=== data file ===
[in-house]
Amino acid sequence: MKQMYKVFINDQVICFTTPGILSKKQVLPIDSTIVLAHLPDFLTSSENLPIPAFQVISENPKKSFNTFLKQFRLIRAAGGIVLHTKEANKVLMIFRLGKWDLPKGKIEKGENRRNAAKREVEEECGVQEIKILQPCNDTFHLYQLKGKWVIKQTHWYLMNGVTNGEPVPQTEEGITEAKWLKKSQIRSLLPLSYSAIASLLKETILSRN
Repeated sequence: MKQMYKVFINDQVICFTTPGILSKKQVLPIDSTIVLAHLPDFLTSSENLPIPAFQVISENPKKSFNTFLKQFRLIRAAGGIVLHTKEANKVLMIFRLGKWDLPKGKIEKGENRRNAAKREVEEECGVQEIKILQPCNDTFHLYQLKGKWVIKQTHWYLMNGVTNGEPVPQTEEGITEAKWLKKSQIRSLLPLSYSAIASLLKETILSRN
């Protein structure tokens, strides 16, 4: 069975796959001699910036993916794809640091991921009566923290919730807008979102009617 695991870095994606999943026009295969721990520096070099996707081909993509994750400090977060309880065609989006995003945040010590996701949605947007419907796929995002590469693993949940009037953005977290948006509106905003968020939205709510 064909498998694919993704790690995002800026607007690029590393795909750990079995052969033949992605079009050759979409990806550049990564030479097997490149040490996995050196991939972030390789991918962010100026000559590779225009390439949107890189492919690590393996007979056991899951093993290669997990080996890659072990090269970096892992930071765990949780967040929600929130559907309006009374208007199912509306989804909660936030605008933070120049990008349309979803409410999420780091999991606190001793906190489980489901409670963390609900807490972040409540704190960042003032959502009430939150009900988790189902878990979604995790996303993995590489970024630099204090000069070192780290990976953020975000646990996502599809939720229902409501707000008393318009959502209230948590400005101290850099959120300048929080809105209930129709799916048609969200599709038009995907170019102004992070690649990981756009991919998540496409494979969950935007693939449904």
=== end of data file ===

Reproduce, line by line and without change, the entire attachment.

[in-house]
Amino acid sequence: MKQMYKVFINDQVICFTTPGILSKKQVLPIDSTIVLAHLPDFLTSSENLPIPAFQVISENPKKSFNTFLKQFRLIRAAGGIVLHTKEANKVLMIFRLGKWDLPKGKIEKGENRRNAAKREVEEECGVQEIKILQPCNDTFHLYQLKGKWVIKQTHWYLMNGVTNGEPVPQTEEGITEAKWLKKSQIRSLLPLSYSAIASLLKETILSRN
Repeated sequence: MKQMYKVFINDQVICFTTPGILSKKQVLPIDSTIVLAHLPDFLTSSENLPIPAFQVISENPKKSFNTFLKQFRLIRAAGGIVLHTKEANKVLMIFRLGKWDLPKGKIEKGENRRNAAKREVEEECGVQEIKILQPCNDTFHLYQLKGKWVIKQTHWYLMNGVTNGEPVPQTEEGITEAKWLKKSQIRSLLPLSYSAIASLLKETILSRN
């Protein structure tokens, strides 16, 4: 069975796959001699910036993916794809640091991921009566923290919730807008979102009617 695991870095994606999943026009295969721990520096070099996707081909993509994750400090977060309880065609989006995003945040010590996701949605947007419907796929995002590469693993949940009037953005977290948006509106905003968020939205709510 064909498998694919993704790690995002800026607007690029590393795909750990079995052969033949992605079009050759979409990806550049990564030479097997490149040490996995050196991939972030390789991918962010100026000559590779225009390439949107890189492919690590393996007979056991899951093993290669997990080996890659072990090269970096892992930071765990949780967040929600929130559907309006009374208007199912509306989804909660936030605008933070120049990008349309979803409410999420780091999991606190001793906190489980489901409670963390609900807490972040409540704190960042003032959502009430939150009900988790189902878990979604995790996303993995590489970024630099204090000069070192780290990976953020975000646990996502599809939720229902409501707000008393318009959502209230948590400005101290850099959120300048929080809105209930129709799916048609969200599709038009995907170019102004992070690649990981756009991919998540496409494979969950935007693939449904």